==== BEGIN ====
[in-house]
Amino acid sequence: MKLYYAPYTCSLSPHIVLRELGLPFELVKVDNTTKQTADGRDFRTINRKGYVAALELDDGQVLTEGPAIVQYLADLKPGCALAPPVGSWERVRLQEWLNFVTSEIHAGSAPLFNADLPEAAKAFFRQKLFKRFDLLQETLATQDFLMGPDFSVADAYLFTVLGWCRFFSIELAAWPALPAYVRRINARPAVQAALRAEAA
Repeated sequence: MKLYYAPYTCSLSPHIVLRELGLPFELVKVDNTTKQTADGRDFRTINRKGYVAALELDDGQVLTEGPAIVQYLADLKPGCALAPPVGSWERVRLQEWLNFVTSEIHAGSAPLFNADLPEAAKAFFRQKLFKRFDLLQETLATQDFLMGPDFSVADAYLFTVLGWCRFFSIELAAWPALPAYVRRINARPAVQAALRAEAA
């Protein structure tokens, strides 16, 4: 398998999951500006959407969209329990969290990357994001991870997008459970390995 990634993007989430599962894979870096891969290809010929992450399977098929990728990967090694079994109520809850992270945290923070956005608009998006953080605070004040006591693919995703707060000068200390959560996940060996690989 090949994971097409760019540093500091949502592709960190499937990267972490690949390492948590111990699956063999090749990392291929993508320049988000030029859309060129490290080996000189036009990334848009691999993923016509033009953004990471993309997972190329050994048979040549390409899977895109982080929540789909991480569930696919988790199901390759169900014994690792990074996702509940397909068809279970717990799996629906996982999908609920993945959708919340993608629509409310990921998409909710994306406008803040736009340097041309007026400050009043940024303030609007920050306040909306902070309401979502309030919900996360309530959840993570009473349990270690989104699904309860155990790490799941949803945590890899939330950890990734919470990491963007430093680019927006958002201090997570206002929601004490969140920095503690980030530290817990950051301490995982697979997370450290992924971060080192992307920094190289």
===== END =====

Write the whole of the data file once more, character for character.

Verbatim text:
[in-house]
Amino acid sequence: MKLYYAPYTCSLSPHIVLRELGLPFELVKVDNTTKQTADGRDFRTINRKGYVAALELDDGQVLTEGPAIVQYLADLKPGCALAPPVGSWERVRLQEWLNFVTSEIHAGSAPLFNADLPEAAKAFFRQKLFKRFDLLQETLATQDFLMGPDFSVADAYLFTVLGWCRFFSIELAAWPALPAYVRRINARPAVQAALRAEAA
Repeated sequence: MKLYYAPYTCSLSPHIVLRELGLPFELVKVDNTTKQTADGRDFRTINRKGYVAALELDDGQVLTEGPAIVQYLADLKPGCALAPPVGSWERVRLQEWLNFVTSEIHAGSAPLFNADLPEAAKAFFRQKLFKRFDLLQETLATQDFLMGPDFSVADAYLFTVLGWCRFFSIELAAWPALPAYVRRINARPAVQAALRAEAA
């Protein structure tokens, strides 16, 4: 398998999951500006959407969209329990969290990357994001991870997008459970390995 990634993007989430599962894979870096891969290809010929992450399977098929990728990967090694079994109520809850992270945290923070956005608009998006953080605070004040006591693919995703707060000068200390959560996940060996690989 090949994971097409760019540093500091949502592709960190499937990267972490690949390492948590111990699956063999090749990392291929993508320049988000030029859309060129490290080996000189036009990334848009691999993923016509033009953004990471993309997972190329050994048979040549390409899977895109982080929540789909991480569930696919988790199901390759169900014994690792990074996702509940397909068809279970717990799996629906996982999908609920993945959708919340993608629509409310990921998409909710994306406008803040736009340097041309007026400050009043940024303030609007920050306040909306902070309401979502309030919900996360309530959840993570009473349990270690989104699904309860155990790490799941949803945590890899939330950890990734919470990491963007430093680019927006958002201090997570206002929601004490969140920095503690980030530290817990950051301490995982697979997370450290992924971060080192992307920094190289």